In the 2011 movie Horrible Bosses, the main characters declare, “Our lives would be better if our bosses weren’t alive!” Showing blatant hostility, trickery, sexual harassment, discrimination, and abuse, the bosses in that film are, if not complete caricatures of terrible managers, then certainly at the far side of reality’s spectrum. Yet still, bad bosses do exist, and even if they aren’t dragging a department or a company completely down, they are surely keeping the unit from truly thriving. While a good boss can inspire a team, instill loyalty, and motivate hard work by making each employee feel valued, a bad one can just as readily generate an environment of discord, cyclical abuse, mistakes, blame, and intolerance—and that supervisor can definitely create a revolving door. Below are some examples of bad bosses and how they act.
1. The Baseball-Cap Leader. This person takes a one-size-fits-all approach to management without thinking about what might be best for the team—or for any given individual. He is inflexible, often unwilling to try new things, and usually unable to see things from other people’s perspectives. He tends to alienate his employees, who will eventually feel undervalued.
2. The Poker Player. With guarded eyes, this manager holds her cards close to her chest. She thinks that knowledge is power and doles information out sparingly, if at all. She is secretive about good news, bad news, and employee performance, unless she sees any of those things as important to her own career—in which case, she’ll lay that ace high on the table, surprising everyone in the game.
3. The “Do as I Say…” Guy. In late, out early, behind with time entry, seldom available (even when he’s physically at the office), not collaborative, and selfish, this manager expects the opposite from his staff and is baffled when he doesn’t get it. Citing clearly communicated employee expectations (and pointing to the orientation handbook, staff meetings, performance reviews, and memos), he will discipline quickly, thinking himself justified, yet will be unable to see declining morale, swiftly reduced loyalty, and increasing mistrust.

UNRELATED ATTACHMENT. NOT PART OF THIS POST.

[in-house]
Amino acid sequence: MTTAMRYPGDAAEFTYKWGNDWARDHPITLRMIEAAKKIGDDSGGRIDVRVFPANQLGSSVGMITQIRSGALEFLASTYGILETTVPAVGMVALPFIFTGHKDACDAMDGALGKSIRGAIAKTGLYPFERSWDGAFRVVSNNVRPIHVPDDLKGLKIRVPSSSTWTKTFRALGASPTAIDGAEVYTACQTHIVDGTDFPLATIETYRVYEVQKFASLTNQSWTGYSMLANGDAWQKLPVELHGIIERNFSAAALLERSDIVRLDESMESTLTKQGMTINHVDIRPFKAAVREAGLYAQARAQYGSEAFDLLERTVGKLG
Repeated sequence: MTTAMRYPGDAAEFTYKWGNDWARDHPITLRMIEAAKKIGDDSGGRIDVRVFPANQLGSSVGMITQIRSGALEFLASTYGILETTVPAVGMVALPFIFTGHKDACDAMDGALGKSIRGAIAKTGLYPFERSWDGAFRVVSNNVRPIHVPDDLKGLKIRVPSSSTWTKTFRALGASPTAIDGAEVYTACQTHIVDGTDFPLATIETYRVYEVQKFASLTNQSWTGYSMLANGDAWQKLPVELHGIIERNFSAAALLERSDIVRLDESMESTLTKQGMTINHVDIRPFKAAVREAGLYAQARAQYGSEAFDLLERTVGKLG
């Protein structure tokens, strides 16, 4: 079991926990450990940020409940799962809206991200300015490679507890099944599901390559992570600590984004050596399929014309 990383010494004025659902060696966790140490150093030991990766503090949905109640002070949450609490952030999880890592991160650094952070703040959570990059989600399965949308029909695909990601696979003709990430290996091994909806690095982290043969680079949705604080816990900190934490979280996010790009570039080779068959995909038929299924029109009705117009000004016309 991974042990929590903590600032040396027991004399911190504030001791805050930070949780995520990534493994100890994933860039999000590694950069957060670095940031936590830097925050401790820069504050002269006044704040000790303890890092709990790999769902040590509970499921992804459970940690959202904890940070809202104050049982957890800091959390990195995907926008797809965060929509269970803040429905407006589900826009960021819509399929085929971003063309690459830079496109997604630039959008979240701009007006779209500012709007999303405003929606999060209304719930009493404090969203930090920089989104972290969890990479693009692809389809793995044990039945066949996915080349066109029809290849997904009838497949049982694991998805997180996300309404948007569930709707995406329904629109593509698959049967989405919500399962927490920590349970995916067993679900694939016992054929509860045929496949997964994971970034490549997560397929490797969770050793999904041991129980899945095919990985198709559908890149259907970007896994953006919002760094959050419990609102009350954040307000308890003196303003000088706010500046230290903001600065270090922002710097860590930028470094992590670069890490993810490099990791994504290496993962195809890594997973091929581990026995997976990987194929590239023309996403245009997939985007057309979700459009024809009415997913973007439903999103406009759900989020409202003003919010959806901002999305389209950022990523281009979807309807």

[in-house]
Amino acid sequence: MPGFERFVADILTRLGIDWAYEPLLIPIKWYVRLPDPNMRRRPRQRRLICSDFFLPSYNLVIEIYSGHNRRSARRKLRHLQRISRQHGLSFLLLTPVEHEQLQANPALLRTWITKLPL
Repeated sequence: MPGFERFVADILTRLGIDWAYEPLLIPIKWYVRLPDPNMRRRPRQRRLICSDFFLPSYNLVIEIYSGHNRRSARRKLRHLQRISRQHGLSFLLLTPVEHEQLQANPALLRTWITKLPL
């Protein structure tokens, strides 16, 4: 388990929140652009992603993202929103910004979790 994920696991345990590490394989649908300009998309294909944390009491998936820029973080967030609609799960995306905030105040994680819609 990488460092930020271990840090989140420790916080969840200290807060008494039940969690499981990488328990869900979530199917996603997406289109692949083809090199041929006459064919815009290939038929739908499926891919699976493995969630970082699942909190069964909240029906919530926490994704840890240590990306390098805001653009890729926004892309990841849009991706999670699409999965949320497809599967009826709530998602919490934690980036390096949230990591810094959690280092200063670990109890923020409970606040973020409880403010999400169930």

4. Superman. This manager is invulnerable—at least, in his own mind. He blames his failures on others and takes credit for his staff’s work; he seldom invests in self-examination and rarely takes steps to improve his own performance, particularly where his leadership style is concerned. This leader’s employees tend to feel downtrodden, as though they can do no right.
5. The “Dropped Call” Leader. This manager is a bad communicator. Sure, she might be great at sending an email to outline a task, drafting a memo to set new-hire expectations, and calling regular staff meetings to hand down information. But, due to some sort of “interference,” she tends not to hear what others say to her—she misses half of the conversation. This leader makes snap judgments about staff members, often engages in multitasking during one-on-one meetings, and seldom veers from her action plan because she’s not actually heard any reason to do so. Her employees feel marginalized and unappreciated, and they often let good ideas languish for lack of receptive management support.
6. The High School Gossip. This leader is insidious because he’s actually rather abusive. In one-on-one or even group meetings, he shares information about other employees’ failures—perhaps thinking he can help everyone else avoid the pitfall. However, he’s creating a culture of fear-mongering, which, instead of building employees, breaks them down, peer level out. As a Journal of Psychology study shows, that can lead to a “greater lack of confidence in the company as a whole.”
Not all managers, supervisors, or bosses are good leaders. As Simon Sinek said in a March 2014 Ted Talk about good leaders, “Leadership is a choice. It is not a rank.” If more companies could learn to cultivate leaders rather than just promote by seniority, help those leaders make good choices, and cull out the bad behaviors, they would see less turnover, higher engagement, and ultimately better performance—and, with time, develop even better leaders.